Dave really didn't want the show to look like "TV". That was the big concept for all departments. He didn't want it to look like glossy network television. And I think that's why he ended up with people who had done more film than TV work on the creative side. But he didn't want it to look like a hyper stylized film either. He wanted it to feel authentic, but we all had to learn how to do that in real time.

It is essentially his life story turned up a little bit in the exaggeration department. Is Dave giving a lot of input as far as the outfits he and the characters wear? 
Dave has an opinion. He misses nothing. He has a very sharp eye and a high capacity for information. So anything from the color of a prop toothbrush to the shoelaces on another character's shoes, he can take all of that information in as well as write and perform his lines and work with the people behind the monitor. Then after work, he would go and watch every single take of every single shot and discuss them with us late into the night.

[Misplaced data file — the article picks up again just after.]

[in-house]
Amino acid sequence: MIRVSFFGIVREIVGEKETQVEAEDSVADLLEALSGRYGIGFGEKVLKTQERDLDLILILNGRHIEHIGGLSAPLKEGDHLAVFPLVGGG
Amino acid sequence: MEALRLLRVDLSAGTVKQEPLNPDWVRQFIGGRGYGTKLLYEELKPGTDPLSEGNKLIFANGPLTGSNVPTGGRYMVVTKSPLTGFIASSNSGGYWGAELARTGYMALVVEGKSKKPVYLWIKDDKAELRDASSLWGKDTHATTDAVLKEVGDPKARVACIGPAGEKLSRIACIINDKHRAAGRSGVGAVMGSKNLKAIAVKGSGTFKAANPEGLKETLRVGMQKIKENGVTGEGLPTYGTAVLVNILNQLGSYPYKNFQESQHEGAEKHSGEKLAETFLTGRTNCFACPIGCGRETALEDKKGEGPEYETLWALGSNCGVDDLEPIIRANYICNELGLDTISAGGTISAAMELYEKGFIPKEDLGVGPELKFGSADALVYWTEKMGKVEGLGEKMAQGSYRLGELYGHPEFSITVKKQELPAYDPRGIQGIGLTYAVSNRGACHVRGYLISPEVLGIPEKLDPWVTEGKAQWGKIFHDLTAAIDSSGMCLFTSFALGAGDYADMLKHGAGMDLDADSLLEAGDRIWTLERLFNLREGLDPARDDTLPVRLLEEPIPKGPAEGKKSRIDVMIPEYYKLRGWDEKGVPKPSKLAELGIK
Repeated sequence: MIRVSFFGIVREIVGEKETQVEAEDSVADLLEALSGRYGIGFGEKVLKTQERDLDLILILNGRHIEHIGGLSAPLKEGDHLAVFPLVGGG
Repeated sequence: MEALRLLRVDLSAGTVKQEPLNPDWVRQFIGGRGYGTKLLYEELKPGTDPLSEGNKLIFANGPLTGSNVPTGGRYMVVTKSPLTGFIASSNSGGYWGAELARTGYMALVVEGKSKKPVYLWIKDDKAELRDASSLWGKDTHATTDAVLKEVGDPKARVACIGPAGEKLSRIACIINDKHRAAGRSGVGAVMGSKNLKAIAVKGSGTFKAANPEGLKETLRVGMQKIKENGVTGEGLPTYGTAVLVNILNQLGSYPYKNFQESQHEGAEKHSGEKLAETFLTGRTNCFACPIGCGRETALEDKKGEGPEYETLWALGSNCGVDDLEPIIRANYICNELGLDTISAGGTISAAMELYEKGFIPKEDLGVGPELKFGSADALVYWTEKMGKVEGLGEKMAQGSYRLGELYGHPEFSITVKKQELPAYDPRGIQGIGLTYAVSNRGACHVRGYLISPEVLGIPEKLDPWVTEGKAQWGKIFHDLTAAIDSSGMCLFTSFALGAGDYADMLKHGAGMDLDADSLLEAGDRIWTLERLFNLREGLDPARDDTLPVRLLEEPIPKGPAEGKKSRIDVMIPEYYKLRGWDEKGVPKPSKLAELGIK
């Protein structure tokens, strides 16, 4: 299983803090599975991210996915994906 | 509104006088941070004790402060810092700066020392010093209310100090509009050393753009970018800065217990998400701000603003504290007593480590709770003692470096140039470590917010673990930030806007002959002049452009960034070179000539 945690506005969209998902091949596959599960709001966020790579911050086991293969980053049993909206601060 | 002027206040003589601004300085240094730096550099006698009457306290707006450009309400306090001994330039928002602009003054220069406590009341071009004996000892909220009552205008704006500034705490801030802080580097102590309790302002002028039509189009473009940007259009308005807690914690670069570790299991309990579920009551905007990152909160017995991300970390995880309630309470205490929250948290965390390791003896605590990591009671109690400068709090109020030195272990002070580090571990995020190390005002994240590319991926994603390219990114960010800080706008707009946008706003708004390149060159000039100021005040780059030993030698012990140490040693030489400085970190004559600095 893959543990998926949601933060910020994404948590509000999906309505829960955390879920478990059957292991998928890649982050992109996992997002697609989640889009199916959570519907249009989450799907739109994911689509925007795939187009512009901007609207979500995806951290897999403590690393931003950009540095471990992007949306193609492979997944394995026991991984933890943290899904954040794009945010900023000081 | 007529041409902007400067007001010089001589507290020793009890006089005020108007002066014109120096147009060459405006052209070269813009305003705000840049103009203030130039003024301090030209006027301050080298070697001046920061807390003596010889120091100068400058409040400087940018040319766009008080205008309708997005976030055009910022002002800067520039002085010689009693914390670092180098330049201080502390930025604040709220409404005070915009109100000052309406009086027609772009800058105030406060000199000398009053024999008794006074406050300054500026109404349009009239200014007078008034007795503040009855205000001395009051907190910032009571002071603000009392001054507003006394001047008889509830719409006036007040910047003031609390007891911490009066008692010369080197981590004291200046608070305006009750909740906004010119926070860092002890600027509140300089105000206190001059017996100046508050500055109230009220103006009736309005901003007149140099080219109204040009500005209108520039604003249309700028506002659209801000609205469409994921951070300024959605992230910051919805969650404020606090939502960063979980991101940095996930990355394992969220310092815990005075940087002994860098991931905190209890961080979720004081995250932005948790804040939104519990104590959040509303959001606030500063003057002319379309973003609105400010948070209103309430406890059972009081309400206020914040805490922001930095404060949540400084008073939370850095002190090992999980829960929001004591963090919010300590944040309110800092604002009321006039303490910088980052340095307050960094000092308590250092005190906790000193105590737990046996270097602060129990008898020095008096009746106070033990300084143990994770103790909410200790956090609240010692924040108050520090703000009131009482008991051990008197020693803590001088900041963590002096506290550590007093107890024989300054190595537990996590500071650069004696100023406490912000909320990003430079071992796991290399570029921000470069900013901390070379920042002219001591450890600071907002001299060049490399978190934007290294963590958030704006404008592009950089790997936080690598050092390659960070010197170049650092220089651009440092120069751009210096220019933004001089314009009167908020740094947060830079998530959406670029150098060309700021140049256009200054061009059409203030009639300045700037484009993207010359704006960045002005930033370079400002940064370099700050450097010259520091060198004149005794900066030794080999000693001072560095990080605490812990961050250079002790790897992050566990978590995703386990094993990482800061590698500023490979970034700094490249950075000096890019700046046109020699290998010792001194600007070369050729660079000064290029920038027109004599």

Did Dave making this as realistic as possible provide more of a challenge or was it easier because you're just mimicking real life in a sense?
Oh a constant challenge. I will say that I like being challenged, especially when the show was not asking for a very specific heightened sense of style as far as the costumes were concerned. The challenge was to work with Dave on every aspect. I mean, socks could be a major discussion on any given day. We had to custom dye Nike socks. While he's lovely to work with, he is a challenge. And that's part of what you sign up for when you're working with Dave. And I'm sure he'd be the first to admit that.

Are there any other memorable stories or tasks that you had to do similar to the socks on set as far as the wardrobe goes? 
Well, all of our male cast were pretty particular. All the ladies in the cast were extremely easygoing. And I understand this because, Taco is not Elz. He is his own brand in a sense. Andrew Santino is a comedian, so he also has a brand outside of being an actor. By the end of the day, I could walk through a trailer full of T-shirts and know which guy would and would not wear which type of T-shirt, shoes, socks, and cut of pants.

Are you able to walk me through the sourcing process and where you find inspiration?